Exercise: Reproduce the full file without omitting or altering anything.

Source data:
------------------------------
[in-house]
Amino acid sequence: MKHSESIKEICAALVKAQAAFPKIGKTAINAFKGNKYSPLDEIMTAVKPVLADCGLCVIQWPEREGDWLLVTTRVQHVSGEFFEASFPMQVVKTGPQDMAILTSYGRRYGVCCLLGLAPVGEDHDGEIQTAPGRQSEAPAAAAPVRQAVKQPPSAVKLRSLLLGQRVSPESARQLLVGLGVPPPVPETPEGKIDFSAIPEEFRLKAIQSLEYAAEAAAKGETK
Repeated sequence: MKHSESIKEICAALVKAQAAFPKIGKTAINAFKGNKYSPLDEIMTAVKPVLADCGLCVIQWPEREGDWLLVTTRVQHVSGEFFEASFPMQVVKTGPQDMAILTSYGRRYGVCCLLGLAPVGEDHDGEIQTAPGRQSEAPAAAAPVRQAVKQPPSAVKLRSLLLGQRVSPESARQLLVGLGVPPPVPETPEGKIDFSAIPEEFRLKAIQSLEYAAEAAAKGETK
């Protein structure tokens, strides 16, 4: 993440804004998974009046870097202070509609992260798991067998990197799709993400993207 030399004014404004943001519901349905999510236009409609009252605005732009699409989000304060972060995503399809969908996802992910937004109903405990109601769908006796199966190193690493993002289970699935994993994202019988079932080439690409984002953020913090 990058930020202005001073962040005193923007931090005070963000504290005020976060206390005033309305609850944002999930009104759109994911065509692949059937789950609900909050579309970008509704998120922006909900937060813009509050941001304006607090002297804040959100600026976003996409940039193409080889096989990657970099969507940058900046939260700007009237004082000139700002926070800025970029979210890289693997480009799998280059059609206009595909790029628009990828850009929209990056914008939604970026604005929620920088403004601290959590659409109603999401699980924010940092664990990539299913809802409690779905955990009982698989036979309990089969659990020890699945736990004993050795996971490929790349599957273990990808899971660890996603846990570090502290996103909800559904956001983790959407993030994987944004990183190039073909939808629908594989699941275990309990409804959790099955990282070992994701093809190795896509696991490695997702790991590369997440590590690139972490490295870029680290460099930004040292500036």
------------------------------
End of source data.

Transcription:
[in-house]
Amino acid sequence: MKHSESIKEICAALVKAQAAFPKIGKTAINAFKGNKYSPLDEIMTAVKPVLADCGLCVIQWPEREGDWLLVTTRVQHVSGEFFEASFPMQVVKTGPQDMAILTSYGRRYGVCCLLGLAPVGEDHDGEIQTAPGRQSEAPAAAAPVRQAVKQPPSAVKLRSLLLGQRVSPESARQLLVGLGVPPPVPETPEGKIDFSAIPEEFRLKAIQSLEYAAEAAAKGETK
Repeated sequence: MKHSESIKEICAALVKAQAAFPKIGKTAINAFKGNKYSPLDEIMTAVKPVLADCGLCVIQWPEREGDWLLVTTRVQHVSGEFFEASFPMQVVKTGPQDMAILTSYGRRYGVCCLLGLAPVGEDHDGEIQTAPGRQSEAPAAAAPVRQAVKQPPSAVKLRSLLLGQRVSPESARQLLVGLGVPPPVPETPEGKIDFSAIPEEFRLKAIQSLEYAAEAAAKGETK
């Protein structure tokens, strides 16, 4: 993440804004998974009046870097202070509609992260798991067998990197799709993400993207 030399004014404004943001519901349905999510236009409609009252605005732009699409989000304060972060995503399809969908996802992910937004109903405990109601769908006796199966190193690493993002289970699935994993994202019988079932080439690409984002953020913090 990058930020202005001073962040005193923007931090005070963000504290005020976060206390005033309305609850944002999930009104759109994911065509692949059937789950609900909050579309970008509704998120922006909900937060813009509050941001304006607090002297804040959100600026976003996409940039193409080889096989990657970099969507940058900046939260700007009237004082000139700002926070800025970029979210890289693997480009799998280059059609206009595909790029628009990828850009929209990056914008939604970026604005929620920088403004601290959590659409109603999401699980924010940092664990990539299913809802409690779905955990009982698989036979309990089969659990020890699945736990004993050795996971490929790349599957273990990808899971660890996603846990570090502290996103909800559904956001983790959407993030994987944004990183190039073909939808629908594989699941275990309990409804959790099955990282070992994701093809190795896509696991490695997702790991590369997440590590690139972490490295870029680290460099930004040292500036």